There are other examples that are not that extreme, but that have brought me problems. In some of my works, I've tried to use extremely short chapters, and the narrator explicitly addressing the reader. Those might look like awkward choices, but they were some of the "trademarks" of Machado de Assis, the greatest Brazilian novelist in history (and they can be seen, for example, in Epitaph of a Small Winner, which includes, among other thing, a chapter that consists exclusively of punctuation marks). I deliberately aped that style in The Error, which has a particularly wacky chapter structure, and even though it might look quite gimmicky, I still like that story.

Of course, wacky chapters and "conversational" prose are a conscious choice, and though many people might not like it, I could defend that as a literary style. Now, a lack of visual description is more of a deficiency, but, would it be honest to try to turn that into an actual stylistic choice? I mean, at the very bottom of it, there's no "rights" or "wrongs" when it comes to art, just conventions that pertain to genres, movements, scenes, etc.

Also, I have to make a confession: books that are too loaded with visual description can be very overwhelming to me. If the author spends two paragraphs making a verbal painting of a town, or a forest, or a person, it inevitably becomes a jumble of information in my brain, and I can't just turn that into my own mental picture. On the other hand, sometimes I just naturally, spontaneously create mental pictures of places and people, which may or may not correspond to what the author intended to create, and I think there's a certain beauty to that: the beauty of indeterminacy in art.
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Re: General writing discussion thread

Post by c_nordlander » Mon Apr 05, 2021 6:48 pm

Gonna start right off the bat by saying that I don't have an answer to your question. It's something I've been asking myself, too, especially when reviewing other people's work and realising that they have different stylistic goals than myself.

First of all, glad I'm not the only writer here who doesn't have a very visual imagination.

I remember your short, descriptively-titled chapters in The Error: I consider them a memorable and personal part of the story.

I think some people get their ideas of what is good style from very prescriptive "how to write" books. The style they've learnt may be perfectly fine, but they've come away with the idea that that is the only way to write fiction, and criticise everything that falls outside those narrow limits. Then again, obviously you can't just lean your elbows on the keyboard for thirty minutes and call it "my personal style," either. There are always unhealthy extremes around the middle ground.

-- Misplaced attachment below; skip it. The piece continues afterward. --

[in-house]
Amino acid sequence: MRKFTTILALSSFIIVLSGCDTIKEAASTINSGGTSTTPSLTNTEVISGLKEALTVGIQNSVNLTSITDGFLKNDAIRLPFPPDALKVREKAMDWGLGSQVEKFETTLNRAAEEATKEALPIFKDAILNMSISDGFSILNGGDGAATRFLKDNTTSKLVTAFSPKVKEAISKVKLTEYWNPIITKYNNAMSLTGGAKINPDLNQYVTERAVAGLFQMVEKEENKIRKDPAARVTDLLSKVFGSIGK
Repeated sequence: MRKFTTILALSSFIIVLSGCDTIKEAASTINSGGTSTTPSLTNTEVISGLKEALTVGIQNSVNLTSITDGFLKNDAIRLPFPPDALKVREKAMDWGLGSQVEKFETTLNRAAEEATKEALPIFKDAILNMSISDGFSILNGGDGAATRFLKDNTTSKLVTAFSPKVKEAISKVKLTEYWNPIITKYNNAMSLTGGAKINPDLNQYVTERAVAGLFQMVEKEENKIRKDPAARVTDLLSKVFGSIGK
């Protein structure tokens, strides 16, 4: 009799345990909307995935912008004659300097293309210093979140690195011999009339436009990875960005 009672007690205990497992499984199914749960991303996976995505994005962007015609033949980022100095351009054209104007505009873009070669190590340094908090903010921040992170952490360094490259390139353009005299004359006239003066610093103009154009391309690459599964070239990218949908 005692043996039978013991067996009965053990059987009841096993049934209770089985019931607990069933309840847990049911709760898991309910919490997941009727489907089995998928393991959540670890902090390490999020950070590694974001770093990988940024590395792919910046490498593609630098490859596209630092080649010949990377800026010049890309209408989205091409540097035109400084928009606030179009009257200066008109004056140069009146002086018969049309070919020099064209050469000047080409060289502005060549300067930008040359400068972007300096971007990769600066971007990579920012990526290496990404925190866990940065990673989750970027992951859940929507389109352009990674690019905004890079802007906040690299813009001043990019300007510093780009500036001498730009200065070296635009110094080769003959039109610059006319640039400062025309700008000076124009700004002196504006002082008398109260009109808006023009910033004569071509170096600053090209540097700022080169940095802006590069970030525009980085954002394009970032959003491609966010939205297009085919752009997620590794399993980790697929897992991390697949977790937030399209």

At the end of the day, I tell myself that nothing beats getting constructive criticism from a fair sample of people with a range of tastes. The last part is the key: it will help you find people who like your style while still being able to tell you that some things need improvement, as well as people who may help you curb the excesses of your style. Something we all need sometimes, I think.
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Re: General writing discussion thread

Post by SirMustapha » Wed Apr 21, 2021 4:35 pm

So there's another reflection/pondering about a theme that I often see raised, though, admittedly, mostly in film reviews and discussions: the character arc.

Also, I'll freely admit that this mostly ties in to some creative decisions and choices specific to The Formicide Gang, but I believe this applies to writing in general, so that's why I'm writing this here.

I think it might be unfair to bring here a topic that I almost always see applied to movie discussions, because it's quite well known that cinema is a very different medium from books (even more so when we're talking about mainstream cinema); but, to me, it seems like cinema and TV series kinda deal the cards in how stories should be told, and with so many high profile book-to-movie adaptations, it at least feels in the industry side of things that movies are the "supreme" form of storytelling, at least to the general public.

I started to really form this thought in my head after I watched Lindsay Ellis's video comparing Spielberg's War of the Worlds with Independence Day, asking which one is the most effective "alien invasion" movie. I confess I haven't watched War of the Worlds, so it's not like I can confront Ellis's opinions with my own, but I don't think that's necessary. One of her criticisms of that movie regards one of the characters, the teenage son of the protagonist. She states that his role in the film is confusing, and that he's relegated to moving the plot along by making some very bad, infantile decisions, and, at the end, he seems to have learned nothing. There was no payoff.